Sing of Jesus, son of Mary,
In the home at Nazareth.
Toil and labour cannot weary
Love enduring unto death.
Constant was the love he gave her,
Though he went forth from her side,
Forth to preach, and heal, and suffer,
Till on Calvary he died.

The other day, I mentioned something sticking in my craw.

My husband gave me an unimpressed stare.

“I don’t even know what that means.” he claimed.

I did a crappy job of explaining it. Perhaps I got it across that it is a negative feeling, I can’t be sure. At any rate, I say it. And I’m saying it about the above song.

This is the second verse from “Sing of Mary, Pure and Lowly.” For some reason this summer we have sung it a number of times and every time I cry. It’s a beautiful song and a beautiful tune so I have no qualms there. What sticks with me is this:

“Toil and labour cannot weary Love enduring unto death.”

Really? Because most days, toil and labour feel like they are wearying me TO death. There is no love.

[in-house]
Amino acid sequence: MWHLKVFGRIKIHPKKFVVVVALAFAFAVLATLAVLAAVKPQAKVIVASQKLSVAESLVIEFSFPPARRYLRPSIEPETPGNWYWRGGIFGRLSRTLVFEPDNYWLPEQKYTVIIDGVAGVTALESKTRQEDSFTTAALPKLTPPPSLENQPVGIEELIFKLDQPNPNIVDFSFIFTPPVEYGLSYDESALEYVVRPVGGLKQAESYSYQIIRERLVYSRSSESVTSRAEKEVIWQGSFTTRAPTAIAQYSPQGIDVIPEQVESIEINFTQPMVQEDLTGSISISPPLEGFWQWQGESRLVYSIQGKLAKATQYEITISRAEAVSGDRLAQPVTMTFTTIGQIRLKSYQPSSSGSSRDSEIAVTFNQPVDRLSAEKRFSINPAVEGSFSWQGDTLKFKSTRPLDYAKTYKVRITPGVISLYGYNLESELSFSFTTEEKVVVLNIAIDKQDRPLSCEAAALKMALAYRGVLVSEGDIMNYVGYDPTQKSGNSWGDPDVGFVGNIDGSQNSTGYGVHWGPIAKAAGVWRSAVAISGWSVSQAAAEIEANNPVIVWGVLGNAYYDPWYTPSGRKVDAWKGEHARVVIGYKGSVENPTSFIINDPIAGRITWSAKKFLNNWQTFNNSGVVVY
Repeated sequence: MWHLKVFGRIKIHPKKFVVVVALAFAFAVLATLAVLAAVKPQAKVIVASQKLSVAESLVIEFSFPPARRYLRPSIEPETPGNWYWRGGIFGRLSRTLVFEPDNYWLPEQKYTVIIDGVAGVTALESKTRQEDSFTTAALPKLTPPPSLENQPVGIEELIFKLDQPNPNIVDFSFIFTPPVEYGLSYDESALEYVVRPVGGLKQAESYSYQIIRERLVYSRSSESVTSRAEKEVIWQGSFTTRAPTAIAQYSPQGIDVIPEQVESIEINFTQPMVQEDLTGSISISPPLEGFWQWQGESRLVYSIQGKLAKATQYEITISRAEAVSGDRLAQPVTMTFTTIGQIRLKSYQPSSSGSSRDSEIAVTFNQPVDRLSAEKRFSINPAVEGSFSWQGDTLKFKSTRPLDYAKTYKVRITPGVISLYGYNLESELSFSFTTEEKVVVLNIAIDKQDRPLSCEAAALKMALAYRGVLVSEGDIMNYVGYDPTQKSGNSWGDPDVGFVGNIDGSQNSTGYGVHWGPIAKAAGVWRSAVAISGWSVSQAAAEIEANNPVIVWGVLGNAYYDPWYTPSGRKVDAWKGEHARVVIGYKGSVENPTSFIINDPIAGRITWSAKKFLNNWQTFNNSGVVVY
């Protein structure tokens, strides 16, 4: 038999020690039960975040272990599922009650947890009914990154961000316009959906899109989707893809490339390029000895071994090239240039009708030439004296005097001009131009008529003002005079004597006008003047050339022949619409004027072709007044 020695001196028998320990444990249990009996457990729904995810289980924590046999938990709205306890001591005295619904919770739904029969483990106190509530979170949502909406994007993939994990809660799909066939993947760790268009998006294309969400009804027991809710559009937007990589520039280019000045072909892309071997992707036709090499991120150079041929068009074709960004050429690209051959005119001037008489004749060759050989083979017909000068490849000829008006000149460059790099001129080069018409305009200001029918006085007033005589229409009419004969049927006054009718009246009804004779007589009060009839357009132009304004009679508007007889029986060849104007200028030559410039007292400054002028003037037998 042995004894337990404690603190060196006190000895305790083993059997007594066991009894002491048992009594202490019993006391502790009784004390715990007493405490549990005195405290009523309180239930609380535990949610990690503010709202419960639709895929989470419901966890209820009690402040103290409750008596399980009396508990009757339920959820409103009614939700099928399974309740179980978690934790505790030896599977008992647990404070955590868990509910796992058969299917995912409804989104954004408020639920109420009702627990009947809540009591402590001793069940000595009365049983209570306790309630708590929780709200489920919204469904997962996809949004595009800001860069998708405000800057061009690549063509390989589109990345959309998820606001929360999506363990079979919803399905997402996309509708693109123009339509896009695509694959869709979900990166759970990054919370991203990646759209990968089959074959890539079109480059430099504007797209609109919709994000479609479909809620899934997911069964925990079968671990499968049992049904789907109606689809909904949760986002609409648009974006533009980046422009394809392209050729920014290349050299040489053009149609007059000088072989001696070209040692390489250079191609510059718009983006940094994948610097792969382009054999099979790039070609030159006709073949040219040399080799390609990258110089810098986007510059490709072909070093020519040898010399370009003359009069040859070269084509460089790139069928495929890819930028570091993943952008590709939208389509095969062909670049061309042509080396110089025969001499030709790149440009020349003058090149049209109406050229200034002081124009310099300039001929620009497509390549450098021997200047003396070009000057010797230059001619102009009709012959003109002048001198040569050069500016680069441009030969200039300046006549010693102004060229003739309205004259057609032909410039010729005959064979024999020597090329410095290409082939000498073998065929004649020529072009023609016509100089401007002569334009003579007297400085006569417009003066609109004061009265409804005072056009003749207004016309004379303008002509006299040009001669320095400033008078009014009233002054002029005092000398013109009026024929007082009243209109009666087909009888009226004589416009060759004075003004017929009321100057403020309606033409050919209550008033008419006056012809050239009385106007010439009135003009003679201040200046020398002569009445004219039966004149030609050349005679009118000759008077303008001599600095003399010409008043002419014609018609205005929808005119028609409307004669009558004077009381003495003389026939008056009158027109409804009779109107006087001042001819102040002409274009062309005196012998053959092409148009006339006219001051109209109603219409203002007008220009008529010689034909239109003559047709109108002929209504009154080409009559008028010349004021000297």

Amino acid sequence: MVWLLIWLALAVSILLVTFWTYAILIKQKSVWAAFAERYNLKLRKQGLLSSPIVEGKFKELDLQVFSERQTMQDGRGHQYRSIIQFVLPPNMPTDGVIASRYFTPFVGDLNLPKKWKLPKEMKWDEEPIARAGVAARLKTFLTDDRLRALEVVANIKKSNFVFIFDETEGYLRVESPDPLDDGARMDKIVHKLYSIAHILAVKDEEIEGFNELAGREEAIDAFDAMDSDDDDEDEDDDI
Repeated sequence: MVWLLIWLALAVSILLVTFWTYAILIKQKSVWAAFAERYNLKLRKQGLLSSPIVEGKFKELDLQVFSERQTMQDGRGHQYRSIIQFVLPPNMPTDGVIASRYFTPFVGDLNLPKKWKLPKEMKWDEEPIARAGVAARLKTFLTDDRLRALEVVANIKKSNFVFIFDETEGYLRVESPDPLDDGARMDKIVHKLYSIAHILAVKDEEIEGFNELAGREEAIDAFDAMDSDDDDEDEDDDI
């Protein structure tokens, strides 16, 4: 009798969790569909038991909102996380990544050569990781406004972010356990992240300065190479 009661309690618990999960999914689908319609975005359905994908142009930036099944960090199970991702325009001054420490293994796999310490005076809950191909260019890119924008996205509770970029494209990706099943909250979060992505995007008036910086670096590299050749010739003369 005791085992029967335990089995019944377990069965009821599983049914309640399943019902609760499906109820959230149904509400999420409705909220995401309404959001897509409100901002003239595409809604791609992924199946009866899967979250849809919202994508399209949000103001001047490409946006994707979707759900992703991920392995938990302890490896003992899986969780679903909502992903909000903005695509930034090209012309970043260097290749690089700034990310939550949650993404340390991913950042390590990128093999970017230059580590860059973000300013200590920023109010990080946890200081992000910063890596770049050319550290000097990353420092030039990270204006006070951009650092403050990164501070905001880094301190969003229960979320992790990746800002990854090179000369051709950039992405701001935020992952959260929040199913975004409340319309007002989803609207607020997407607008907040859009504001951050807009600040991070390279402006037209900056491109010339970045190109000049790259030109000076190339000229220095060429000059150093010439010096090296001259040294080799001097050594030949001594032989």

And that’s why it sticks, refusing to budge up or down in my mind. This image – this thought of the Holy Family at Nazareth, in poverty, working side by side, TOILING – won’t let go. Together, in the struggle and work of life there was joy and LOVE. Love that laid it all down and never grew tired. It is breathtaking.

I think about this when I wake up in the morning, already too tired to face the day. When I lose my patience for the hundredth time. When I don’t want to fold the laundry and the dishes call. When there are baths to give and books to read and laps to share and I don’t want to do any of it.

“Toil and labour cannot weary Love enduring unto death.”

But on the days I don’t just think about it, but give it over, the Love comes and I am reminded I would die for these crazies and I want them to know Him who loved them “unto death.” I want it to be the truth in their hearts. I want it to stick in their craw in the best possible way. I rather like it sticking in mine.